So we have been having some really good discussions I want to share.  Yesterday for lunch we had this really good Indian food and discussed Buddhism.  Pretty much we started talking about individual or unified souls, and ended up having to breakdown the entire Self anatomy.  Whether emotions come from the brain or the heart is apparently still under debate.  Then today we have been working on solving the economic problems here, since there is so much wealth and capital but the money isn’t spread to the poorer neighborhoods at all.  It’s really hard to make sense of the poverty around us but we are working through it.  Everyone’s having some culture shock but the groups really good at talking, and at taking care of each other.
Today we went to the Baha’i Lotus Temple, the Gandhi Memorial Museum, and Akshardam.  I enjoyed everything, and Gandhi’s memorial was very inspiring.  They have the path he walked out of his home the day he was assassinated marked with the footprints along the way.  It was sort of eerie, and reminded me of Ford’s Theater in a way.  Then the rest of the memorial and museum celebrated his life in very interesting ways, it was filled with inspiring quotes.  The museum had a lot of interactive exhibits and video clips, and my only regret was that we didn’t have much time to watch them.  Also, Akshardam has a wall around it covered with elephants, so I could spend all day there too, just with that wall.  I love elephants and really hope we get to ride some.  We had to move through the sites a little quickly to fit everything in, however we will have time to visit them again when we return to Delhi if we choose.  We can either go to sites or go shopping, an easy choice for me.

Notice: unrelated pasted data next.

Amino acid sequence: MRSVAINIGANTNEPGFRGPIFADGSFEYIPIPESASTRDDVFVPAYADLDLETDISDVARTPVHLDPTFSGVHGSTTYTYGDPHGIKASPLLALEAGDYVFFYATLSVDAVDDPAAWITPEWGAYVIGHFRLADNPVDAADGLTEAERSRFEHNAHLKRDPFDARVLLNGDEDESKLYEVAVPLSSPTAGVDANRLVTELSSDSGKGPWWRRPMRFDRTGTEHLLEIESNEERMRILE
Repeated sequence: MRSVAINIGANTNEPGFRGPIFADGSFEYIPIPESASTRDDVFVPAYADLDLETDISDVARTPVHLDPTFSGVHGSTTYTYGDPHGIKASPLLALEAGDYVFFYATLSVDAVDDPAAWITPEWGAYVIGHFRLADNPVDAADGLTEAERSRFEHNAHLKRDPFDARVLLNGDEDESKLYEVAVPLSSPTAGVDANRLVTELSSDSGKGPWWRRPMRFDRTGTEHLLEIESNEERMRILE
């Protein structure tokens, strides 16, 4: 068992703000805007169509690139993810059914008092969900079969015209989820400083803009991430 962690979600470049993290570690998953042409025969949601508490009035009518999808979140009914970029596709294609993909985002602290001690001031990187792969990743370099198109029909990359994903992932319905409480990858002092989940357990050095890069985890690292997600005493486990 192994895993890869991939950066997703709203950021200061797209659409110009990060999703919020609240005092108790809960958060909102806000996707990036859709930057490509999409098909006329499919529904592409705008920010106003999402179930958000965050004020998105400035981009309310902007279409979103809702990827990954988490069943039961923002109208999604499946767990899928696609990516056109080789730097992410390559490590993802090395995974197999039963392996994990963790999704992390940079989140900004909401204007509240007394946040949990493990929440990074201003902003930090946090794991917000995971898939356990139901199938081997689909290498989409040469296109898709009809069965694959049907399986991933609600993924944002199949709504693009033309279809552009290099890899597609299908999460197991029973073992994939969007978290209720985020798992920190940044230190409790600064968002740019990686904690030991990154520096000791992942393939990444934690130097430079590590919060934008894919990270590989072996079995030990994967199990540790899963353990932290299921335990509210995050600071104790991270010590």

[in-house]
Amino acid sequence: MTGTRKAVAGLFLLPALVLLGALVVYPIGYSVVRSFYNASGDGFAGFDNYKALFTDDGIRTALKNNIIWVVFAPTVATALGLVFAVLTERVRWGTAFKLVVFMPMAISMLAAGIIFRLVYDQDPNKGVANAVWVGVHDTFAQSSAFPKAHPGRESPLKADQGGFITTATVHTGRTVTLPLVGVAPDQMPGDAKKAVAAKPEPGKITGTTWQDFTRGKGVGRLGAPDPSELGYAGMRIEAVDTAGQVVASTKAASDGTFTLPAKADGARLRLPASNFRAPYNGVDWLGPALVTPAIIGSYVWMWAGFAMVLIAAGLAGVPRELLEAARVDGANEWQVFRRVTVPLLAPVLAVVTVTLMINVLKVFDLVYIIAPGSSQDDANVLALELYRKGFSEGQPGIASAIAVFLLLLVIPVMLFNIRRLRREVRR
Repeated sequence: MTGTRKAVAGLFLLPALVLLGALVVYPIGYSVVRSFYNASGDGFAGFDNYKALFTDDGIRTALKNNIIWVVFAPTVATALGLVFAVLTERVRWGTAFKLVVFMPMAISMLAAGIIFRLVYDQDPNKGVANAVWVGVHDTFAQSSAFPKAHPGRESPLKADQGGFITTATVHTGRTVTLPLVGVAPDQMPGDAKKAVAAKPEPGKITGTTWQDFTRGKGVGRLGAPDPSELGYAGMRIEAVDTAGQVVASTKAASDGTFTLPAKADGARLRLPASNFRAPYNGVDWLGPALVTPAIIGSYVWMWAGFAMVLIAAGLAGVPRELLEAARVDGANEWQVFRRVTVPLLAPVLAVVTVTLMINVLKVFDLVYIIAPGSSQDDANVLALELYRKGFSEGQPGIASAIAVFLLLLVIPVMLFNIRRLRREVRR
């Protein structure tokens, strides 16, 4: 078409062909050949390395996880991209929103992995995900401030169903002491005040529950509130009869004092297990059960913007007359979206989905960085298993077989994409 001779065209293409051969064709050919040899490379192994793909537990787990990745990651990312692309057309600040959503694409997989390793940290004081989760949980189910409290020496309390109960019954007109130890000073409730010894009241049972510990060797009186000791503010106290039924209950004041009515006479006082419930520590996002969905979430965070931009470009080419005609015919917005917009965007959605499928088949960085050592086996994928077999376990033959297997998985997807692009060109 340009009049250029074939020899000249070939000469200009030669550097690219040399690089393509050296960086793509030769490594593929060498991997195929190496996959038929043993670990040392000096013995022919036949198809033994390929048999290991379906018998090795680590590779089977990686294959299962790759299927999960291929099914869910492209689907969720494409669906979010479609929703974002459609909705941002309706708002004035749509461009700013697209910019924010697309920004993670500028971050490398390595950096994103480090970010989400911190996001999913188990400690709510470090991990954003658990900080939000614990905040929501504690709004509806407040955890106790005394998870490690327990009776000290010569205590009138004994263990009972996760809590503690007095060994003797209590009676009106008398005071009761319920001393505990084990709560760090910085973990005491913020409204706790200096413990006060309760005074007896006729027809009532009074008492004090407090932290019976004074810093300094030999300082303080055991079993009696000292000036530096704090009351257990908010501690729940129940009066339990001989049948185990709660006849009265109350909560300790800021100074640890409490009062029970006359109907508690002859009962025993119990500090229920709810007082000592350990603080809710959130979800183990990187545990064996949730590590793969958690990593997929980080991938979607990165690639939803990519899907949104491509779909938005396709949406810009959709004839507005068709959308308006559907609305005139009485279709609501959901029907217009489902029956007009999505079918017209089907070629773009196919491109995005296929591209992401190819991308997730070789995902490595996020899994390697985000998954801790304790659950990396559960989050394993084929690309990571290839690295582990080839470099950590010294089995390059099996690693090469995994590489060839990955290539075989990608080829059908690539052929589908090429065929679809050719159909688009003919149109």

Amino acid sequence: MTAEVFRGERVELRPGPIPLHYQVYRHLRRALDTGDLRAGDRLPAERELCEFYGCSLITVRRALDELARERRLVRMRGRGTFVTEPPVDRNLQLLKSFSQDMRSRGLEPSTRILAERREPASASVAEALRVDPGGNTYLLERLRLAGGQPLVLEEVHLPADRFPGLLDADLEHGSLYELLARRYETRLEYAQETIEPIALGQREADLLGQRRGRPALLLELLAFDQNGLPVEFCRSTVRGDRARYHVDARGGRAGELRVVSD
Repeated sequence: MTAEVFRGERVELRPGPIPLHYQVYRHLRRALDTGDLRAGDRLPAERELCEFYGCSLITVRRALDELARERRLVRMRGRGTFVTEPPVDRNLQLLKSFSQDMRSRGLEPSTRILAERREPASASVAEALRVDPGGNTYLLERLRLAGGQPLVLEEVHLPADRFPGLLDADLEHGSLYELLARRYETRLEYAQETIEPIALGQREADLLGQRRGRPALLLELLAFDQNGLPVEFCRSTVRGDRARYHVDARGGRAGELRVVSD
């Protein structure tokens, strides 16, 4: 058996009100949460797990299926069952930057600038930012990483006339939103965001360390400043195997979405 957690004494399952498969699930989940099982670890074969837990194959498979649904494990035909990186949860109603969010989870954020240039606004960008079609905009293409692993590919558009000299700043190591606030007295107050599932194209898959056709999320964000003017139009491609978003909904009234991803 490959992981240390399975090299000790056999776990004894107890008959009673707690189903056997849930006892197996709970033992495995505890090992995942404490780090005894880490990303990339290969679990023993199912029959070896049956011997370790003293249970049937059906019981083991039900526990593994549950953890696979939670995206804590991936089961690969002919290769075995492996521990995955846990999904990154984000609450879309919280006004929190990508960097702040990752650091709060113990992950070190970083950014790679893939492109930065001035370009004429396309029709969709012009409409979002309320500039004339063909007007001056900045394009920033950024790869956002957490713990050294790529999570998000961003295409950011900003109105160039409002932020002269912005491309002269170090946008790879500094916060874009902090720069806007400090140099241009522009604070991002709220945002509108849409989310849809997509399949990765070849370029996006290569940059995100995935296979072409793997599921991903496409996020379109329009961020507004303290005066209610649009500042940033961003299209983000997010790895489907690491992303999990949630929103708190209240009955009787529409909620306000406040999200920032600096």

Apparently I’ve been getting ripped off, but once you do the conversion, paying an extra couple hundred rupees is only a loss of a few bucks.  Everything here is so cheap!  I’d pay even more for this stuff; it’ll be so special when we’re home.  Oh well, no more impulse buys for me, maybe.  Also you’ll be glad to know nobody’s gotten sick yet, and we are adapting to the heat more every day, so no worries there.  Spirits are high and we’re learning lots.  Thanks for following our blog, and I miss all you back in the USA!
Frank Dembowski

Delhi Day 2